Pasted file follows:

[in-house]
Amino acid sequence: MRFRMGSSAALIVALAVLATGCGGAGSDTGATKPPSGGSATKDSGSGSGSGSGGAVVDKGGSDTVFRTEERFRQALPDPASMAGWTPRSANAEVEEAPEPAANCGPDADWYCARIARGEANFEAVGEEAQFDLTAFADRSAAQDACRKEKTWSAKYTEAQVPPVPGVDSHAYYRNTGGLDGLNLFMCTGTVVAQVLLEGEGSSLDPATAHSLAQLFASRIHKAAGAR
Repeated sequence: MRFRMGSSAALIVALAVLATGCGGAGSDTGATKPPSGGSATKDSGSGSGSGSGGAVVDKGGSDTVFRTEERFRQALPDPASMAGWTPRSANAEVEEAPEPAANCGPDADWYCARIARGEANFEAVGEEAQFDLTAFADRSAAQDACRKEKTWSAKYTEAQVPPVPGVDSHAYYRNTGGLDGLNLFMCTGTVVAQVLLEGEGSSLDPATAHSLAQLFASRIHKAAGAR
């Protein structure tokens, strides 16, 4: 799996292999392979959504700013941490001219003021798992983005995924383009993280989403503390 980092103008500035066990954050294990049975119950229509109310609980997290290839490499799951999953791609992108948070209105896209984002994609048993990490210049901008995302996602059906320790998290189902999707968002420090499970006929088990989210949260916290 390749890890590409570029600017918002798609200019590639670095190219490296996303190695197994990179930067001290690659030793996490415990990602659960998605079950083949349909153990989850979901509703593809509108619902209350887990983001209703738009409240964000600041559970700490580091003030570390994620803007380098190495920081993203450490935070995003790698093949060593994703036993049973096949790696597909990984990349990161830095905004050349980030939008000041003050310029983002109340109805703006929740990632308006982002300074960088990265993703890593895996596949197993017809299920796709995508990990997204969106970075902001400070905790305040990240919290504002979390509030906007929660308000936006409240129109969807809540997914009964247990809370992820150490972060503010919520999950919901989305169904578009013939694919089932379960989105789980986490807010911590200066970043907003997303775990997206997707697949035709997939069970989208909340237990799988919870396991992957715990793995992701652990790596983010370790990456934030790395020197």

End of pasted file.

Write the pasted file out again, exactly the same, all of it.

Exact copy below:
[in-house]
Amino acid sequence: MRFRMGSSAALIVALAVLATGCGGAGSDTGATKPPSGGSATKDSGSGSGSGSGGAVVDKGGSDTVFRTEERFRQALPDPASMAGWTPRSANAEVEEAPEPAANCGPDADWYCARIARGEANFEAVGEEAQFDLTAFADRSAAQDACRKEKTWSAKYTEAQVPPVPGVDSHAYYRNTGGLDGLNLFMCTGTVVAQVLLEGEGSSLDPATAHSLAQLFASRIHKAAGAR
Repeated sequence: MRFRMGSSAALIVALAVLATGCGGAGSDTGATKPPSGGSATKDSGSGSGSGSGGAVVDKGGSDTVFRTEERFRQALPDPASMAGWTPRSANAEVEEAPEPAANCGPDADWYCARIARGEANFEAVGEEAQFDLTAFADRSAAQDACRKEKTWSAKYTEAQVPPVPGVDSHAYYRNTGGLDGLNLFMCTGTVVAQVLLEGEGSSLDPATAHSLAQLFASRIHKAAGAR
């Protein structure tokens, strides 16, 4: 799996292999392979959504700013941490001219003021798992983005995924383009993280989403503390 980092103008500035066990954050294990049975119950229509109310609980997290290839490499799951999953791609992108948070209105896209984002994609048993990490210049901008995302996602059906320790998290189902999707968002420090499970006929088990989210949260916290 390749890890590409570029600017918002798609200019590639670095190219490296996303190695197994990179930067001290690659030793996490415990990602659960998605079950083949349909153990989850979901509703593809509108619902209350887990983001209703738009409240964000600041559970700490580091003030570390994620803007380098190495920081993203450490935070995003790698093949060593994703036993049973096949790696597909990984990349990161830095905004050349980030939008000041003050310029983002109340109805703006929740990632308006982002300074960088990265993703890593895996596949197993017809299920796709995508990990997204969106970075902001400070905790305040990240919290504002979390509030906007929660308000936006409240129109969807809540997914009964247990809370992820150490972060503010919520999950919901989305169904578009013939694919089932379960989105789980986490807010911590200066970043907003997303775990997206997707697949035709997939069970989208909340237990799988919870396991992957715990793995992701652990790596983010370790990456934030790395020197």